Revelation 8:1: When the Lamb opened the seventh seal, there was silence in heaven for about half an hour...

Why silence in heaven for half hour? And why 1/2 hour? Is the timing is important? Thanks...


The seventh seal introduces the seven trumpet judgments of God. The judgments that lead up to the close of the tribulation are so severe that a solemn silence falls upon all of heaven. For heaven to fall silent, to cease the constant praises of God, is dramatic indeed. Silence is a powerful instrument and suggests a need to stop, think and reflect upon what is about to transpire.

Seven angels are then handed seven trumpets ready to sound (verse 2). An eighth angel takes a censer and burns “much incense” in it, representing the prayers of God’s people (verses 3–4). The angel then fills the censer, “with fire from the altar” then hurls it on the earth, followed by “peals of thunder, rumblings, flashes of lightning and an earthquake” (verse 5).

My NLT Study Bible makes this comment about Revelation 8:1 in the notes:

“The opening of the seventh seal concludes the first act and dramatically initiates silence, which suggests the mystery of God in his dealings with the world (see Revelation 10:4; 1 Kings 19:11-12). Perhaps the mysterious silence here is analogous to God’s rest on the seventh day of creation (Genesis 2:1-3). This brief hush precedes the unfolding of the second act of divine judgment when God will answer the prayers of his people.”

My ESV Study Bible says this:

“The silence in heaven that ensues when the Lamb breaks the seventh seal further sustains the suspense... The brief period of silence – about half an hour – displaces ceaseless praises by living creatures, elders, angels, and the church triumphant. Silence is appropriate in anticipation of the Lord’s coming judgment (Zephaniah 1:7-10; Zechariah 2:13).”

“About half an hour” may not have any significance, given the astonishing events the Apostle John saw. The element of time, linear and familiar to humans, may be inadequate to express properly what was being revealed in heaven. It is possible that in the revelation only a short period of time elapsed while the angels prepared themselves for what was to come. Whatever the reason for the silence, and its duration, it precedes earth-shattering events, and that should be sufficient to warn us of the terrible nature of the events that accompany the seven trumpets.

  • A severe tribulation to whom ever concerned earth or heaven would render the all merciful God merciless for the moments that the tribulation is rendered. That is not praiseworthy even if it is God. In your hearts you would feel that. However severe the crimes are, when ever the punishment is rendered all the hatred towards the crime subsides to be taken over by that innate feeling of empathy. Heaven has more of it than Hell and hence the silence I would presume. Now, what really gives that feeling to you even if you are an angel in heaven?That seems to be something beyond doesn’t it? – Gopal Anantharaman Dec 4 '18 at 17:01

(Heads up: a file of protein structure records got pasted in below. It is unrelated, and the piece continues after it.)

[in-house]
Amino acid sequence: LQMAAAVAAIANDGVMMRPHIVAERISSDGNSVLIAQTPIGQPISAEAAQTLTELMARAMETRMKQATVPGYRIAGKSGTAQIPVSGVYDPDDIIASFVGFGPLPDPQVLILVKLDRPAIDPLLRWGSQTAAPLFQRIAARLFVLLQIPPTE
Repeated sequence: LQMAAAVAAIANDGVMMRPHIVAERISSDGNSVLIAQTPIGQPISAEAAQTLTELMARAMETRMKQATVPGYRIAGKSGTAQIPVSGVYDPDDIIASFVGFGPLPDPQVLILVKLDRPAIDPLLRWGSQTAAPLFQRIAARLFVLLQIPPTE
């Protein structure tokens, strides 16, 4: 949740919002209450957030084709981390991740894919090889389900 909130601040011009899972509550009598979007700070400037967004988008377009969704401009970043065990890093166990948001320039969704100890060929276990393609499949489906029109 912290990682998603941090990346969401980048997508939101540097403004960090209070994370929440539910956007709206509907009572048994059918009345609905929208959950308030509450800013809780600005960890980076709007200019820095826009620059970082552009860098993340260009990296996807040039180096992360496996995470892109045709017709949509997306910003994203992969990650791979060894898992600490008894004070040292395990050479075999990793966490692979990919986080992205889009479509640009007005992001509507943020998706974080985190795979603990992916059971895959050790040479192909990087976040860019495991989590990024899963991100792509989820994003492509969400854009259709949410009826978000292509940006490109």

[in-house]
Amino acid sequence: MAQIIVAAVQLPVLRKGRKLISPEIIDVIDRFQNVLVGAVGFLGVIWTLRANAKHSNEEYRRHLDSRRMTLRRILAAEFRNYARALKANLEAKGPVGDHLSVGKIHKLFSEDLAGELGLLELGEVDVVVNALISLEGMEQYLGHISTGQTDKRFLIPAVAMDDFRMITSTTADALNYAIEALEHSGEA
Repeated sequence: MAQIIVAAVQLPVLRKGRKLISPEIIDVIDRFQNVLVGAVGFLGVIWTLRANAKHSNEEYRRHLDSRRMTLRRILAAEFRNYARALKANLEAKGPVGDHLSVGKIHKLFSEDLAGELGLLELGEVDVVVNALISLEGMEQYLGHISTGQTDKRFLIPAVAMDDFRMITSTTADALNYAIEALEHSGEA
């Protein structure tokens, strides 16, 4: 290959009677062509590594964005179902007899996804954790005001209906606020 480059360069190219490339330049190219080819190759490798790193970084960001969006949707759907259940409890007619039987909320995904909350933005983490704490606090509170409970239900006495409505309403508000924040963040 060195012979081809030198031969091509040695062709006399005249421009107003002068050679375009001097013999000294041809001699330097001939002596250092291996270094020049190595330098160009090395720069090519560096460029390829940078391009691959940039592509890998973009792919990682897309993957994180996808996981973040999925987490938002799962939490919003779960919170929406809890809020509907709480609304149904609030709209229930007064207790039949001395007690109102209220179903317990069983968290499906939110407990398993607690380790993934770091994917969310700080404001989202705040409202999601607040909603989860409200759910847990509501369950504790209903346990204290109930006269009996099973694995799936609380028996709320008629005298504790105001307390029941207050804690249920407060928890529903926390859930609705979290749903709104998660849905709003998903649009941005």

• Forgive me, but I don't understand what you mean by the all merciful God being rendered merciless. Along with God's mercy comes justice. I like your idea of heaven being rendered silent because of empathy for what is to come. Neither God, nor the Lamb, nor the angels would ever take delight in what is about to transpire. But God can never allow sin and rebellion against Him to go unpunished. Would you agree? Nonetheless, who are we to argue against God's sovereign right to dispense justice? If I've misunderstood your comments, please clarify. – Lesley Dec 4 '18 at 17:19
  • No sir, you have not. The problem comes when we come to terms with what justice really means - breaking of laws. Laws and the constitution or it's equivalent and the makers of the Law are subject to change and shortcomings. Hence it needs to be periodically revised based on new facts and entities.For e.g we have now laws covering behavior in Space Mining for e.g. Similarly, – Gopal Anantharaman Dec 4 '18 at 17:41
  • That’s very interesting. It had not crossed my mind to consider the execution of justice beyond the boundaries of planet Earth. Yes, lawbreakers have to be brought to justice. Oh, and I’m a madam, not a sir (Lesley is the feminine version of the masculine Scottish place name Leslie). However, we must not get off-topic! – Lesley Dec 4 '18 at 17:52
  • No Ma'am, you have not.The problem comes when we come to terms with what justice really means - breaking of laws and dispensing of appropriate punishment.Laws and the constitution or it's equivalent and the makers of the Law are subject to change and shortcomings - even if it is God designed. Because of the existence of free will.There is no limit on what new things or actions that we would introduce to the system as a whole that may break older laws or laws of other realms such as heaven or hell as such! A trial is necessary.Who then are the lawyers, and the judge and what is the root cause? – Gopal Anantharaman Dec 4 '18 at 17:56

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